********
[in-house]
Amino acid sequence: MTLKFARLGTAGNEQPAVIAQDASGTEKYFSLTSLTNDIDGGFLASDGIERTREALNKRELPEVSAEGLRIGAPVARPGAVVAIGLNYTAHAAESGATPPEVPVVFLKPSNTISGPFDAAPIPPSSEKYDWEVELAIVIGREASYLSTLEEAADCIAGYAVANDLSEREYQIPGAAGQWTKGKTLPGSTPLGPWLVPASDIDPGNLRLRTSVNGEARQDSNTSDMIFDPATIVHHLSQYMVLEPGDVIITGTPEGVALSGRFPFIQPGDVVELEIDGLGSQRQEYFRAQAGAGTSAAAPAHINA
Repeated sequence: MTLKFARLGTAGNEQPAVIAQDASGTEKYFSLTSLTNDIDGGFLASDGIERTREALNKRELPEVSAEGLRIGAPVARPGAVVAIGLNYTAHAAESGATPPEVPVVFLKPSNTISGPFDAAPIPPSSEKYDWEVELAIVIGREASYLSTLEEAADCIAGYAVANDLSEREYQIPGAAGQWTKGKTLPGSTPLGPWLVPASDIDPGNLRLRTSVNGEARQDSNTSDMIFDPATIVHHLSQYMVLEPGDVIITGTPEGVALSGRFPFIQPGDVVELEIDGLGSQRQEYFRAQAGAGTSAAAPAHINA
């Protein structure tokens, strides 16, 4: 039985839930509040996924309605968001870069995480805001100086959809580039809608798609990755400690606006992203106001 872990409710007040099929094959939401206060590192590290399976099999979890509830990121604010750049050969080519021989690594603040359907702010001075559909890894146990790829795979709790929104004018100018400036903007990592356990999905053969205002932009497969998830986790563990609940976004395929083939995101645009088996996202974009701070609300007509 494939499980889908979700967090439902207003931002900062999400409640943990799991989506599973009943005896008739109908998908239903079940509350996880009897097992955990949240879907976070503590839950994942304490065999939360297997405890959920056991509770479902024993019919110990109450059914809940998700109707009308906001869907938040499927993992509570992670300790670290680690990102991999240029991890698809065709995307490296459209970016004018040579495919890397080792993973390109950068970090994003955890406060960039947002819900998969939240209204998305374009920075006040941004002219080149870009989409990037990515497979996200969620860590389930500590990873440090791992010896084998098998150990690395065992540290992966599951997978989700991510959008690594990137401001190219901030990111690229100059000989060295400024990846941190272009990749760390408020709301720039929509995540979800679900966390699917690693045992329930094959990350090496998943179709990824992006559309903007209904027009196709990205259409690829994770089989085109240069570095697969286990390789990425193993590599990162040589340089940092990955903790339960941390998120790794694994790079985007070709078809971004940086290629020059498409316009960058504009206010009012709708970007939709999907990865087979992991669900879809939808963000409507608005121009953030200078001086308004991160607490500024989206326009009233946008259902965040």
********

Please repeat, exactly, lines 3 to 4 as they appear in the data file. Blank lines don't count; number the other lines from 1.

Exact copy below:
Repeated sequence: MTLKFARLGTAGNEQPAVIAQDASGTEKYFSLTSLTNDIDGGFLASDGIERTREALNKRELPEVSAEGLRIGAPVARPGAVVAIGLNYTAHAAESGATPPEVPVVFLKPSNTISGPFDAAPIPPSSEKYDWEVELAIVIGREASYLSTLEEAADCIAGYAVANDLSEREYQIPGAAGQWTKGKTLPGSTPLGPWLVPASDIDPGNLRLRTSVNGEARQDSNTSDMIFDPATIVHHLSQYMVLEPGDVIITGTPEGVALSGRFPFIQPGDVVELEIDGLGSQRQEYFRAQAGAGTSAAAPAHINA
């Protein structure tokens, strides 16, 4: 039985839930509040996924309605968001870069995480805001100086959809580039809608798609990755400690606006992203106001 872990409710007040099929094959939401206060590192590290399976099999979890509830990121604010750049050969080519021989690594603040359907702010001075559909890894146990790829795979709790929104004018100018400036903007990592356990999905053969205002932009497969998830986790563990609940976004395929083939995101645009088996996202974009701070609300007509 494939499980889908979700967090439902207003931002900062999400409640943990799991989506599973009943005896008739109908998908239903079940509350996880009897097992955990949240879907976070503590839950994942304490065999939360297997405890959920056991509770479902024993019919110990109450059914809940998700109707009308906001869907938040499927993992509570992670300790670290680690990102991999240029991890698809065709995307490296459209970016004018040579495919890397080792993973390109950068970090994003955890406060960039947002819900998969939240209204998305374009920075006040941004002219080149870009989409990037990515497979996200969620860590389930500590990873440090791992010896084998098998150990690395065992540290992966599951997978989700991510959008690594990137401001190219901030990111690229100059000989060295400024990846941190272009990749760390408020709301720039929509995540979800679900966390699917690693045992329930094959990350090496998943179709990824992006559309903007209904027009196709990205259409690829994770089989085109240069570095697969286990390789990425193993590599990162040589340089940092990955903790339960941390998120790794694994790079985007070709078809971004940086290629020059498409316009960058504009206010009012709708970007939709999907990865087979992991669900879809939808963000409507608005121009953030200078001086308004991160607490500024989206326009009233946008259902965040």